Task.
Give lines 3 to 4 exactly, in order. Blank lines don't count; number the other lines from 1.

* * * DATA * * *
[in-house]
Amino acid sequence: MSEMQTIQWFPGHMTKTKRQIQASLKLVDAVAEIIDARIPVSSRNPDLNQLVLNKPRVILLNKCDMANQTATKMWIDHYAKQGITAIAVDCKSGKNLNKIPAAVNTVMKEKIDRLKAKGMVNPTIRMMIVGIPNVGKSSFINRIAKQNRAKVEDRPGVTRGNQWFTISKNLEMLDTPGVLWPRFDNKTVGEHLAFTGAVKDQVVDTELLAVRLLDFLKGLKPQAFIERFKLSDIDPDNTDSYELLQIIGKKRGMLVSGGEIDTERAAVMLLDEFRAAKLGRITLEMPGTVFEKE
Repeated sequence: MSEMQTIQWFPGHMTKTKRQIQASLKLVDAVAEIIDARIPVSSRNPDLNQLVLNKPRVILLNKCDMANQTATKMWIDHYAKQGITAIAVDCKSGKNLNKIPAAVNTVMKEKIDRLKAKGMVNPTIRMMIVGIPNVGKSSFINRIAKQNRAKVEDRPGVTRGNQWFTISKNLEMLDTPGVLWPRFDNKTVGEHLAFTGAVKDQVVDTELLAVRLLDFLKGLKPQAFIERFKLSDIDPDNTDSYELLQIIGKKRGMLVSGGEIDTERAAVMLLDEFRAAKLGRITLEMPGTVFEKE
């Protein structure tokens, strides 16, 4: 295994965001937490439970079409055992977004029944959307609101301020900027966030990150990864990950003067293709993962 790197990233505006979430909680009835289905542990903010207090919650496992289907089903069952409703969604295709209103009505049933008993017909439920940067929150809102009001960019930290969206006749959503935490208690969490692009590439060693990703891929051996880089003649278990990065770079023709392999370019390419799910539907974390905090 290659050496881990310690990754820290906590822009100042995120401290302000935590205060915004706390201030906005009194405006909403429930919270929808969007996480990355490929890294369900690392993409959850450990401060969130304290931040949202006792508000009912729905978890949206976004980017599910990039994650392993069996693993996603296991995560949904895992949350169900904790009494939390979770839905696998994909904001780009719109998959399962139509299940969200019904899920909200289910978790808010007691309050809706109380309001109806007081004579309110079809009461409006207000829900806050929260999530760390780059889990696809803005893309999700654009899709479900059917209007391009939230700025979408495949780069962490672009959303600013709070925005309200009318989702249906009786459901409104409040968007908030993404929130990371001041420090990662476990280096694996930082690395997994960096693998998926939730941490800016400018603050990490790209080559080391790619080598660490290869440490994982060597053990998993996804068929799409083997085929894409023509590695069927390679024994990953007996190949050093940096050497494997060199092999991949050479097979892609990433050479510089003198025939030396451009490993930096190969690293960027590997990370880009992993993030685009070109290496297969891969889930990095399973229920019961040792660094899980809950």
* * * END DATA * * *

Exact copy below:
Repeated sequence: MSEMQTIQWFPGHMTKTKRQIQASLKLVDAVAEIIDARIPVSSRNPDLNQLVLNKPRVILLNKCDMANQTATKMWIDHYAKQGITAIAVDCKSGKNLNKIPAAVNTVMKEKIDRLKAKGMVNPTIRMMIVGIPNVGKSSFINRIAKQNRAKVEDRPGVTRGNQWFTISKNLEMLDTPGVLWPRFDNKTVGEHLAFTGAVKDQVVDTELLAVRLLDFLKGLKPQAFIERFKLSDIDPDNTDSYELLQIIGKKRGMLVSGGEIDTERAAVMLLDEFRAAKLGRITLEMPGTVFEKE
């Protein structure tokens, strides 16, 4: 295994965001937490439970079409055992977004029944959307609101301020900027966030990150990864990950003067293709993962 790197990233505006979430909680009835289905542990903010207090919650496992289907089903069952409703969604295709209103009505049933008993017909439920940067929150809102009001960019930290969206006749959503935490208690969490692009590439060693990703891929051996880089003649278990990065770079023709392999370019390419799910539907974390905090 290659050496881990310690990754820290906590822009100042995120401290302000935590205060915004706390201030906005009194405006909403429930919270929808969007996480990355490929890294369900690392993409959850450990401060969130304290931040949202006792508000009912729905978890949206976004980017599910990039994650392993069996693993996603296991995560949904895992949350169900904790009494939390979770839905696998994909904001780009719109998959399962139509299940969200019904899920909200289910978790808010007691309050809706109380309001109806007081004579309110079809009461409006207000829900806050929260999530760390780059889990696809803005893309999700654009899709479900059917209007391009939230700025979408495949780069962490672009959303600013709070925005309200009318989702249906009786459901409104409040968007908030993404929130990371001041420090990662476990280096694996930082690395997994960096693998998926939730941490800016400018603050990490790209080559080391790619080598660490290869440490994982060597053990998993996804068929799409083997085929894409023509590695069927390679024994990953007996190949050093940096050497494997060199092999991949050479097979892609990433050479510089003198025939030396451009490993930096190969690293960027590997990370880009992993993030685009070109290496297969891969889930990095399973229920019961040792660094899980809950």